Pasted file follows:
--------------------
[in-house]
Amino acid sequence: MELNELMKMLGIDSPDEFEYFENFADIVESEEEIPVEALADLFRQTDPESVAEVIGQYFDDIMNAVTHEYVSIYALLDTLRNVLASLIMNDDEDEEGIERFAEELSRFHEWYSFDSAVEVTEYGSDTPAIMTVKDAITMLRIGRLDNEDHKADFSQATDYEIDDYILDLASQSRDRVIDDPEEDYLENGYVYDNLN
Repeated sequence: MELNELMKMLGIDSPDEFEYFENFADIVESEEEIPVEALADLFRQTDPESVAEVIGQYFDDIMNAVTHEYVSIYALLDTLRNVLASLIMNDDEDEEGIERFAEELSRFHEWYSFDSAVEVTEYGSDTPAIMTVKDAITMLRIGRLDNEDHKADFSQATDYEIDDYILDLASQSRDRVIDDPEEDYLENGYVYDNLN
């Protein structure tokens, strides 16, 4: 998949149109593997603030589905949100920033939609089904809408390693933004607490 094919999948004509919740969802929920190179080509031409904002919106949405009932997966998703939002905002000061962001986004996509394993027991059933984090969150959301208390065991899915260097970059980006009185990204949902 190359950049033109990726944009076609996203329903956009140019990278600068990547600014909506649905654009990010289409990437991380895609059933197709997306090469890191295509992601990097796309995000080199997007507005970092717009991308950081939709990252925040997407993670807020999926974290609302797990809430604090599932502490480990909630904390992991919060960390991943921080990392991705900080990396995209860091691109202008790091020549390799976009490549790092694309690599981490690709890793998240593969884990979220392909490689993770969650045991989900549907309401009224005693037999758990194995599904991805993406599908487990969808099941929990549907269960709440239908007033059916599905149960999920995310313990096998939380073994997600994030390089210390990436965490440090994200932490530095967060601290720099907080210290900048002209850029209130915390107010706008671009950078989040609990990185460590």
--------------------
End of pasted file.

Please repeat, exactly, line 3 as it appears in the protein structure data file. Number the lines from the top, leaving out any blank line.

Repeated sequence: MELNELMKMLGIDSPDEFEYFENFADIVESEEEIPVEALADLFRQTDPESVAEVIGQYFDDIMNAVTHEYVSIYALLDTLRNVLASLIMNDDEDEEGIERFAEELSRFHEWYSFDSAVEVTEYGSDTPAIMTVKDAITMLRIGRLDNEDHKADFSQATDYEIDDYILDLASQSRDRVIDDPEEDYLENGYVYDNLN